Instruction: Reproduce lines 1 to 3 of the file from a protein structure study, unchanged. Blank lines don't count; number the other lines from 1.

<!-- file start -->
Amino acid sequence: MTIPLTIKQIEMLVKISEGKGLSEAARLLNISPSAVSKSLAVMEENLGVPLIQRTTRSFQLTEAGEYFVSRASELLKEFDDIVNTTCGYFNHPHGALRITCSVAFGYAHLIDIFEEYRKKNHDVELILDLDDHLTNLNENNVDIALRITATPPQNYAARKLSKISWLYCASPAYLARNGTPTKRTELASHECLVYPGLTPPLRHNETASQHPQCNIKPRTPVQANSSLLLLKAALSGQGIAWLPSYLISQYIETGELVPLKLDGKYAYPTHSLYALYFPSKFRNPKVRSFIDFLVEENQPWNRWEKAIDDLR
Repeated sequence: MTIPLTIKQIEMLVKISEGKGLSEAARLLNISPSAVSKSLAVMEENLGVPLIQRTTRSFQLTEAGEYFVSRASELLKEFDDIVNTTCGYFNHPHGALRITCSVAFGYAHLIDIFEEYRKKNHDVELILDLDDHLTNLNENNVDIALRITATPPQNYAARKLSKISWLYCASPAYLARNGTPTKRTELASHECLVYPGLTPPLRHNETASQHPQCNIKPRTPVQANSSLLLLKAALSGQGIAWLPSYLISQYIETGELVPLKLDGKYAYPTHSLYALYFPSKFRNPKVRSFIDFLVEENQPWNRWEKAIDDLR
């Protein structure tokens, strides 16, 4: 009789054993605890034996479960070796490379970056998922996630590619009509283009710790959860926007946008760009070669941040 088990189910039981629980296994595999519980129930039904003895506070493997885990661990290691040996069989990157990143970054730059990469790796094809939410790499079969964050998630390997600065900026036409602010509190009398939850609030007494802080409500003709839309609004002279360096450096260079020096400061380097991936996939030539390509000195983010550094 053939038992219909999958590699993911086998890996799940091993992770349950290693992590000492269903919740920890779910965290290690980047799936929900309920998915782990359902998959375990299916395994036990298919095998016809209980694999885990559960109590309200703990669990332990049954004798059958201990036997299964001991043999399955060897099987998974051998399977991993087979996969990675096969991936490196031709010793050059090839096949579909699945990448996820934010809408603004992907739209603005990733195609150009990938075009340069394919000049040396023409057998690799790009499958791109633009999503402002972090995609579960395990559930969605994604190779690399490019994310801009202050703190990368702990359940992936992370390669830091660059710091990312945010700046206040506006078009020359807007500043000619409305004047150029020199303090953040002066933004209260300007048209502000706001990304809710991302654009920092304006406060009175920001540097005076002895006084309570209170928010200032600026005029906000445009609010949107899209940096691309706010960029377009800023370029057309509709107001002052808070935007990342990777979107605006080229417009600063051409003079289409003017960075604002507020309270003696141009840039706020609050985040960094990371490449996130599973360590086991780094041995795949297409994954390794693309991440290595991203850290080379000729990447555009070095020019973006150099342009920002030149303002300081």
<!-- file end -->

Amino acid sequence: MTIPLTIKQIEMLVKISEGKGLSEAARLLNISPSAVSKSLAVMEENLGVPLIQRTTRSFQLTEAGEYFVSRASELLKEFDDIVNTTCGYFNHPHGALRITCSVAFGYAHLIDIFEEYRKKNHDVELILDLDDHLTNLNENNVDIALRITATPPQNYAARKLSKISWLYCASPAYLARNGTPTKRTELASHECLVYPGLTPPLRHNETASQHPQCNIKPRTPVQANSSLLLLKAALSGQGIAWLPSYLISQYIETGELVPLKLDGKYAYPTHSLYALYFPSKFRNPKVRSFIDFLVEENQPWNRWEKAIDDLR
Repeated sequence: MTIPLTIKQIEMLVKISEGKGLSEAARLLNISPSAVSKSLAVMEENLGVPLIQRTTRSFQLTEAGEYFVSRASELLKEFDDIVNTTCGYFNHPHGALRITCSVAFGYAHLIDIFEEYRKKNHDVELILDLDDHLTNLNENNVDIALRITATPPQNYAARKLSKISWLYCASPAYLARNGTPTKRTELASHECLVYPGLTPPLRHNETASQHPQCNIKPRTPVQANSSLLLLKAALSGQGIAWLPSYLISQYIETGELVPLKLDGKYAYPTHSLYALYFPSKFRNPKVRSFIDFLVEENQPWNRWEKAIDDLR
């Protein structure tokens, strides 16, 4: 009789054993605890034996479960070796490379970056998922996630590619009509283009710790959860926007946008760009070669941040 088990189910039981629980296994595999519980129930039904003895506070493997885990661990290691040996069989990157990143970054730059990469790796094809939410790499079969964050998630390997600065900026036409602010509190009398939850609030007494802080409500003709839309609004002279360096450096260079020096400061380097991936996939030539390509000195983010550094 053939038992219909999958590699993911086998890996799940091993992770349950290693992590000492269903919740920890779910965290290690980047799936929900309920998915782990359902998959375990299916395994036990298919095998016809209980694999885990559960109590309200703990669990332990049954004798059958201990036997299964001991043999399955060897099987998974051998399977991993087979996969990675096969991936490196031709010793050059090839096949579909699945990448996820934010809408603004992907739209603005990733195609150009990938075009340069394919000049040396023409057998690799790009499958791109633009999503402002972090995609579960395990559930969605994604190779690399490019994310801009202050703190990368702990359940992936992370390669830091660059710091990312945010700046206040506006078009020359807007500043000619409305004047150029020199303090953040002066933004209260300007048209502000706001990304809710991302654009920092304006406060009175920001540097005076002895006084309570209170928010200032600026005029906000445009609010949107899209940096691309706010960029377009800023370029057309509709107001002052808070935007990342990777979107605006080229417009600063051409003079289409003017960075604002507020309270003696141009840039706020609050985040960094990371490449996130599973360590086991780094041995795949297409994954390794693309991440290595991203850290080379000729990447555009070095020019973006150099342009920002030149303002300081």